Never in my nearly 82yrs interested in politics as my family before me naturally workering people all our lives only labor will look after us with fairness?but never has religion been so much in forefront!can remember relatives visting when young!Libs Santa Marea(maybe spelt wrong) very influential with catholic Libs(Abbott devotee) preached foulness against non catholic believers! Relatives relating all gov enterprizes where only Catholics could get the jobs?related to that at the time with our PO. All of that faith? Will bring no good to this country between Pentecostals & Mormons in Victoria things will not be good for workers or less fortunate! They have no compassion or thought for them!

  2. Rural Elder

    Dick Smith obviously doesn’t know his place.

    As a very wealthy man, Dick Smith, in the minds of Australia’s religiously-inspired conservative politicians, shouldn’t be making such information freely available.

    Instead in their view, he should be quietly donating his franking credit largesse of $500,000, to a non-taxed charitable organisation such as the Institute of Public Affairs.

    That’s what Morrison means when he says how much he values the ‘ quiet Australians ‘ .

  3. Terence Mills

    Unfortunately many in the electorate swallowed the coalition’s tax on Retirees scare campaign so we are now stuck with the ridiculous franking credits handout which effectively means that the corporation who pay the tax then see it refunded to a retiree shareholder by the ATO so nobody ends up paying any tax. Dick Smith is spot on it is ludicrous.

    This government have taken great delight in slashing taxes and revenue into the future and have assured us that no programs will be cut, that they will pay down their debt and produce surpluses : the impression they are giving is that they are flush with money but that is just not true.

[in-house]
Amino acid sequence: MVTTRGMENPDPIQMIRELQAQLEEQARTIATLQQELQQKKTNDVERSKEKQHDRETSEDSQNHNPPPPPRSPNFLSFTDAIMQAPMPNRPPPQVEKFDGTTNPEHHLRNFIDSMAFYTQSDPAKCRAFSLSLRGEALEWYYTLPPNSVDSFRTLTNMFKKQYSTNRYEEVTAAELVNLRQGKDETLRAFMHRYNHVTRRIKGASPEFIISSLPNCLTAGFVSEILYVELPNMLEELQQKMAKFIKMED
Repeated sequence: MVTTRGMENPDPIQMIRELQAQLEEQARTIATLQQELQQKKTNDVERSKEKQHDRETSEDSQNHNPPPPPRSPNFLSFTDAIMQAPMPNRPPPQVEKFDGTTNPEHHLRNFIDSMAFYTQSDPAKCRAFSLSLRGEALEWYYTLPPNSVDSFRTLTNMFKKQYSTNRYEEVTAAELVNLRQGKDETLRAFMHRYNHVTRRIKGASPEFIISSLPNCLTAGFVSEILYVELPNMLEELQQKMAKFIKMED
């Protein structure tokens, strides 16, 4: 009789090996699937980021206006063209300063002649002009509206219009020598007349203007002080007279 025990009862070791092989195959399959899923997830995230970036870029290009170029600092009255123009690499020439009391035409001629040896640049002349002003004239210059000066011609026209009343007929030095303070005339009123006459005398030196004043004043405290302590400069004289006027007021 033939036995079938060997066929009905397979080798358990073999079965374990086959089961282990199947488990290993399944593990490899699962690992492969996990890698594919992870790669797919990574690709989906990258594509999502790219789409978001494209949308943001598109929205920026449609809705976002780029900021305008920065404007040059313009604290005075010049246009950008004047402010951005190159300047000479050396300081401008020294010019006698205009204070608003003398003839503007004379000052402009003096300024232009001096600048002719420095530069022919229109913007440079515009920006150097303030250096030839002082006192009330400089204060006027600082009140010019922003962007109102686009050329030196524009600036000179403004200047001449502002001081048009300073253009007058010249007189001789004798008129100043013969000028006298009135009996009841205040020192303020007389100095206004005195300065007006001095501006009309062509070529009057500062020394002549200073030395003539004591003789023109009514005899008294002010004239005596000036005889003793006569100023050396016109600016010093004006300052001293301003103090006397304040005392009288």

They tried to claw back pensioners entitlements with their silly deeming policy and just yesterday I heard Industry Minister Karen Andrews, when asked if the Commonwealth would assist the states in flammable cladding removal from apartment blocks, say :[The Commonwealth] is not an ATM for the states.

    These people are hopeless economic managers and as time goes by we will see what havoc their tax slashing regime is going to have on our economy.

    Quite alarmingly, they are taking their lead from Donald Trump ……..

  4. Jim Scurrah

    *$158 Billion in tax cuts.
    Great article. I despair at the stupidity of the Australian voter and abhor the movement to include “religion” in politics. We have free access to religion if we so choose, we do NOT need it foisted upon us by the ruling class, especially stealthily.

  5. crypt0

    ” no programs will be cut, they will pay down their debt and produce surpluses ”
    Haha !
    I am looking forward to seeing my first real magic pudding!
    That will be a miracle … or far more likely a LIE.
    Yet another one.

  6. Matters Not

    Yes, governments of all persuasions need more money via tax. (MTs don’t agree.) It’s not just franking credits as these economists point out. Noel Whittaker opens:

    The pension is welfare, and welfare expenditure is increasing by eight per cent per annum – way above national income. To any reasonable person, it would seem unfair that a couple can live in a $4 million house, have the boat and the cars owned by the kids, have $200,000 in super and still get the full pension.

    Then there’s Matt Grudnoff, senior economist with The Australia Institute:

    think there should be a cap on the value of the home before it affects the Age Pension assets test. So (and I’m just plucking a number) if you had a cap of $1 million, then your home would have to be worth more than $1 million before it affected the assets test and then only that part of the asset that was worth more than $1 million would be included in the assets test.

    https://www.yourlifechoices.com.au/age-pension/news/is-family-home-fair-game

    Then there’s Chris Richardson who raised the issue this time around:

    economist Chris Richardson claimed the value of a property should help determine how much pensioners receive. … While Richardson claimed the pension in Australia is “not generous” compared to the rest of the world, he insisted the price of one’s home in means testing is necessary